Novel Blood Biomarkers for an Earlier Diagnosis of Alzheimer’s Disease: A Literature Review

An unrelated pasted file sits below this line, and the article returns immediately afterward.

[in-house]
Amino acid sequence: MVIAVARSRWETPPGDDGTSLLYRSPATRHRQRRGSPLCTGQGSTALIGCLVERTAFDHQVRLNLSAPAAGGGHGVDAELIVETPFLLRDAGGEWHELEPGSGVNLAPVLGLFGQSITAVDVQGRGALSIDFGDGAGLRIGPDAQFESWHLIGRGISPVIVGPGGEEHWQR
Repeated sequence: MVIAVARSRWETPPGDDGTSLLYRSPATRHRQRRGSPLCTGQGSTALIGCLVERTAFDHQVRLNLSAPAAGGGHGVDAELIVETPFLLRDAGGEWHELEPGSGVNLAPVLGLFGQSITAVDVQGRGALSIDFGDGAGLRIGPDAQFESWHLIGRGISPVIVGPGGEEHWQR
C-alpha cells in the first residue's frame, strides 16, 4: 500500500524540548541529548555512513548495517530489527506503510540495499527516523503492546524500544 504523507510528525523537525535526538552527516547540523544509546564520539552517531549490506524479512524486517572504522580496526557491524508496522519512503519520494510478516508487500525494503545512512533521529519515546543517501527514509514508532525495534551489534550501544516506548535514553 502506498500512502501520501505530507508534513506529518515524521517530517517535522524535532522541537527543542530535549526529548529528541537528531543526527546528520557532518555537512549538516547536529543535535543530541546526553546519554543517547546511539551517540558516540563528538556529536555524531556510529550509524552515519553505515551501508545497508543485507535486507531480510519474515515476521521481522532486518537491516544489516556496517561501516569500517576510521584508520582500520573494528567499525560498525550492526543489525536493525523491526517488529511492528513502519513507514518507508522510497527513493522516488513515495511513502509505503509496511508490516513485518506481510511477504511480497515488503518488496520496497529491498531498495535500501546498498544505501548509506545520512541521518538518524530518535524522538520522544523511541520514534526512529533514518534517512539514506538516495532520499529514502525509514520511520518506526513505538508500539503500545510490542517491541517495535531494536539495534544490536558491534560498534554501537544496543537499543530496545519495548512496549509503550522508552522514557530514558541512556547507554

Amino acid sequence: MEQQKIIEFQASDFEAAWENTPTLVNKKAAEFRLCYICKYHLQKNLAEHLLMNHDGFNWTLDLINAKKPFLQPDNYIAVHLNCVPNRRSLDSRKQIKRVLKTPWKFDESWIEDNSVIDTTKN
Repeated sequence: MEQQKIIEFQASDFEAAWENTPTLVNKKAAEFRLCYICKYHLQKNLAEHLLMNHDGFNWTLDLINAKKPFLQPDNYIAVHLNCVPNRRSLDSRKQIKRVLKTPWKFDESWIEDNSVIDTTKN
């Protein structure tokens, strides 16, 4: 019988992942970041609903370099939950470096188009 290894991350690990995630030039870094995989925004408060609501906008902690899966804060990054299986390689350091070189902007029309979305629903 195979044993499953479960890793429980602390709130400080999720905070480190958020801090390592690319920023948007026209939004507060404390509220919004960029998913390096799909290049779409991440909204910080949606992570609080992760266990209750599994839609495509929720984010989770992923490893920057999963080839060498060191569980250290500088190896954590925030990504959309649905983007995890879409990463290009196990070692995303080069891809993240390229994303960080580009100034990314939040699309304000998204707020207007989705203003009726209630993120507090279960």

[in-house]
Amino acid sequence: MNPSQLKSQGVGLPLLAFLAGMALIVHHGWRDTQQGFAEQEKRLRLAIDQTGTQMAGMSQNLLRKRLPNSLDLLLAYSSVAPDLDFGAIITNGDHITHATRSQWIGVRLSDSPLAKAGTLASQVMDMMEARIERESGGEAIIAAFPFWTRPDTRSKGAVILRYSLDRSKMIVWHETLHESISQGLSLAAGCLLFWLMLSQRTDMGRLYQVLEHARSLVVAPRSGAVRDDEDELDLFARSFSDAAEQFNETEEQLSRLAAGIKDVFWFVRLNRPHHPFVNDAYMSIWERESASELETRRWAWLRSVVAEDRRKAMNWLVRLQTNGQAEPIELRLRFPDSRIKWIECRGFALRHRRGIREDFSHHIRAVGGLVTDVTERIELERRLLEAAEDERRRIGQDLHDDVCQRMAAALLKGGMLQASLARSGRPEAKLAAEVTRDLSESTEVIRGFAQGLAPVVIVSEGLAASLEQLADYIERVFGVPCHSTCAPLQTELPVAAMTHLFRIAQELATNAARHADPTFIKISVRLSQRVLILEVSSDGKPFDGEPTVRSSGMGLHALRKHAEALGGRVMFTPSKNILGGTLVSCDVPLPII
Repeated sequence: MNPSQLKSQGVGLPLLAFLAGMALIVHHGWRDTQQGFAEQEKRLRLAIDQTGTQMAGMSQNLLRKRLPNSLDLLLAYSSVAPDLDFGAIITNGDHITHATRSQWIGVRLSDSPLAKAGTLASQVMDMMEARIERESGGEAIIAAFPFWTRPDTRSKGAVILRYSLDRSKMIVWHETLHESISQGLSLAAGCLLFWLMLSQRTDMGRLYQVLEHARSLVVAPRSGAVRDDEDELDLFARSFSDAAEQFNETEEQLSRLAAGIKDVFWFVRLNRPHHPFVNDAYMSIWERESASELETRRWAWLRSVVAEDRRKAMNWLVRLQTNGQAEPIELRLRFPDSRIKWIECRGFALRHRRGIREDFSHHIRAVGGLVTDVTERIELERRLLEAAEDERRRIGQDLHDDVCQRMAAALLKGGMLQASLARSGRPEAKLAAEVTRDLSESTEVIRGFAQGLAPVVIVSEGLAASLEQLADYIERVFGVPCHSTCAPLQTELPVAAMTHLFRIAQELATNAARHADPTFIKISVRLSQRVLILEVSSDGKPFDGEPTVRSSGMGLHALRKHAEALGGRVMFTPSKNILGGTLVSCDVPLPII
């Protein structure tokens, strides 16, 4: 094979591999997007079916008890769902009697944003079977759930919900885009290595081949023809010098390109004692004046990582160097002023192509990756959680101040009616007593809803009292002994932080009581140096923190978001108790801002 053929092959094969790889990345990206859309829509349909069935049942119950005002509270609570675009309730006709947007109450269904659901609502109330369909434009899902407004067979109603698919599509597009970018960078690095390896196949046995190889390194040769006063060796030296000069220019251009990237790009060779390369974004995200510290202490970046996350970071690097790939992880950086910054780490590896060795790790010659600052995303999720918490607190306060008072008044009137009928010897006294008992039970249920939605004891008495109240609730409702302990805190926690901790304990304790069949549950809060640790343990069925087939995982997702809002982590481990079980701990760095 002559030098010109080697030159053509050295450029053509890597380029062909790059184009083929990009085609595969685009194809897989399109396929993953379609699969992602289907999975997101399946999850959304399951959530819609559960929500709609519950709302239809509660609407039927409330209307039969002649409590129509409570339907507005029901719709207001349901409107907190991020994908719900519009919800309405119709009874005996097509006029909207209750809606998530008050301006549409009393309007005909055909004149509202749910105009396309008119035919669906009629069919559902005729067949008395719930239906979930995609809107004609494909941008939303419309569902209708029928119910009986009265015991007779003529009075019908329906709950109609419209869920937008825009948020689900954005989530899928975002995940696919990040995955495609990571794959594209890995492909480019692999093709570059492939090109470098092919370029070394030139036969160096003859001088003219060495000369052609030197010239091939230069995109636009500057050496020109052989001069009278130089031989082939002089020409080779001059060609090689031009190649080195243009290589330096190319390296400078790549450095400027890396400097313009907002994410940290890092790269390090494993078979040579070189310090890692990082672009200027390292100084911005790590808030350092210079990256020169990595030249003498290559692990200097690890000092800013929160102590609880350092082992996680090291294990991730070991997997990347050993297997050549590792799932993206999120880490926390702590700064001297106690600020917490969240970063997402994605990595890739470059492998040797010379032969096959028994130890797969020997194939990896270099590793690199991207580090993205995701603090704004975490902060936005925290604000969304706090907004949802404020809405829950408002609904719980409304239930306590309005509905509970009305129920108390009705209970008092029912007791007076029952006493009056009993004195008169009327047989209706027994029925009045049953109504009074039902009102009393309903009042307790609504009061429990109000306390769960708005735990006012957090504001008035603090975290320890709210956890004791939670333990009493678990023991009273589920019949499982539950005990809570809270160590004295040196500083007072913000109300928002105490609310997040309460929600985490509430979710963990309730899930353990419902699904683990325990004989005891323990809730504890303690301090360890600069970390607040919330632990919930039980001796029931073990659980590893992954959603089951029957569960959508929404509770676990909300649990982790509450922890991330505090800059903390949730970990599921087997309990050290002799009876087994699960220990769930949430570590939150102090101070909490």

Alzheimer’s disease is a neurodegenerative condition associated with neurofibrillary tangles and cortical deposition of amyloid plaques. Clinical presentation of the disease involves manifestations such as memory loss, cognitive decline and dementia with some of the earliest reported deficits being episodic memory impairment and olfactory dysfunction. Current diagnostic approaches rely on autopsy characterization of gross brain pathology, or brain imaging of biomarkers late in the disease course. The aim of this literature review is to identify and compare novel blood-based biomarkers with the potential of making an earlier clinical diagnosis of Alzheimer’s disease. Utilizing such techniques may allow for earlier therapeutic intervention, reduction of disability and enhancement of patients’ quality of life. Literature review and analysis was performed by screening the PubMed database for relevant studies between July 1, 2014 and December 31, 2019. Sixteen studies were reviewed with biomarker candidates categorized under microRNAs (miRNAs), auto-antibodies, other blood-based proteins or circulating nucleic acids. Three biomarker candidates – serum neurofilament light chain, plasma β-secretase 1 activity and a panel of three miRNAs (miR-135a/193b/384) – reported statistically significant differences in testing between patients and controls, with high discriminative potential and high statistical power. In conclusion, certain blood biomarkers have shown promising results with high sensitivity and specificity, high discriminative potential for Alzheimer’s disease early in its progression, and statistically significant results in larger study samples. Utilization of such diagnostic biomarkers could increase the efficacy of making an earlier clinical diagnosis of Alzheimer’s disease.
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